ABCs of KMIntroduction to knowledge graphs

Introduction to knowledge graphs (section 3.3): Data graphs – Validation

This article is section 3.3 of part 3 of the Introduction to knowledge graphs series of articles. Recent research has identified the development of knowledge graphs as an important aspect of artificial intelligence (AI) in knowledge management (KM).

While graphs offer a flexible representation for diverse, incomplete data at large-scale, we may wish to validate that our data graph follows a particular structure or is in some sense “complete.” In Figure 1, for example, we may wish to ensure that all events have at least a name, venue, start and end date, such that applications using the data – e.g., one notifying users of events – have the minimal information required.

Drawing on Hogan and colleagues’ comprehensive tutorial article1, this third section of the data graphs part of the series describes one mechanism to facilitate such validation – shapes graphs.

Shapes Graphs

A shape targets a set of nodes in a data graph and specifies constraints on those nodes. The shape’s target can be specified manually, using a query, and so on. A shapes graph is then formed from a set of interrelated shapes. Figure 8 illustrates an example of a shapes graph based on Figure 1, defining constraints on four interrelated shapes. Each shape – denoted with a box such as “Place” , “Event”, and so on – is associated with a set of constraints. Nodes conform to a shape if and only if they satisfy all constraints defined on the shape.

Example shapes graph.
Figure 8. Example shapes graph (source: Hogan et al. 2021).

Another option is to place constraints on the number of nodes conforming to a particular shape that the conforming node can relate to with an edge-label. For example,

denotes that conforming nodes for “Event” must link to at least one node that conforms to the “Venue”
shape with the edge label venue.

Boolean combinations of shapes can be defined using conjunction (and), disjunction (or), and negation (not); for example, we may say that all the values of venue should conform to the shape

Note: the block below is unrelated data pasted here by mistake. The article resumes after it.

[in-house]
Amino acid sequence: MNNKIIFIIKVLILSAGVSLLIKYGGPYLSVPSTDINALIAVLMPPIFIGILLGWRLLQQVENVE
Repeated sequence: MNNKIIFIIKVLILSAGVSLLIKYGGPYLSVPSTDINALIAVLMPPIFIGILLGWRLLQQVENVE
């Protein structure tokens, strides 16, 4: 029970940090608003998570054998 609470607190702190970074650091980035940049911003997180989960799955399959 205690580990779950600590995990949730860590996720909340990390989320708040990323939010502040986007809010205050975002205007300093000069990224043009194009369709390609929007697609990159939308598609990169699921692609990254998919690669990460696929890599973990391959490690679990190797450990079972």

making explicit that venues in the data should not be directly given as cities.

When declaring shapes, the data modeller may not know in advance the entire set of properties that some nodes can have. An open shape allows the node to have additional properties not specified by the shape, while a closed shape does not. For example, if we add the edge

to the graph represented in Figure 1, then “Santiago” only conforms to the “City” shape if that shape is defined as open (since the shape does not mention founder).


A node conforms to a shape if it satisfies all of the constraints of the shape. The conformance of a node to a shape may depend on the conformance of other nodes to other shapes; for example, the node “EID15” conforms to the “Event” shape not only based on its local properties, but also based on conformance of “Santa Lucía” to “Venue” and “Santiago” to “City.”

Conformance dependencies may also be recursive, where the conformance of “Santiago” to “City” requires that it conform to “Place,” which requires that “Viña del Mar” and “Arica” conform to “Place,” and so on. Conversely, “EID16” does not conform to “Event,” as it does not have the start and end properties required by the shapes graph.

A graph is valid with respect to a shapes graph (and its targets) if and only if every node that each shape targets conforms to that shape; for example, if “Event” targets “EID15” and “EID16,” then the graph of Figure 1 will not be valid with respect to the shapes graph of Figure 8 (“EID16” does not conform to “Event”), whereas if “Event” targets “EID15” only, and no other target is defined, then the graph is valid.

Other Features

Two shapes languages with such features have been proposed for RDF graphs: ShEx (Shape Expressions) and SHACL (Shapes Constraint Language). These languages also support additional features; for example, SHACL supports constraints expressed using graph queries in the SPARQL language. Similar ideas have been proposed for property graphs.

Next part: (section 3.4): Data graphs – Context.

Header image source: Crow Intelligence, CC BY-NC-SA 4.0.


  1. Hogan, A., Blomqvist, E., Cochez, M., d’Amato, C., Melo, G. D., Gutierrez, C., … & Zimmermann, A. (2021). Knowledge graphs. ACM Computing Surveys (CSUR), 54(4), 1-37.
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Bruce Boyes

Bruce Boyes ( is a knowledge management (KM), environmental management, and education professional with over 30 years of experience in Australia and China. His work has received high-level acclaim and been recognised through a number of significant awards. He is currently a PhD candidate in the Knowledge, Technology and Innovation Group at Wageningen University and Research, and holds a Master of Environmental Management with Distinction. He is also the editor, lead writer, and a director of the award-winning RealKM Magazine (, and teaches in the Beijing Foreign Studies University (BFSU) Certified High-school Program (CHP).

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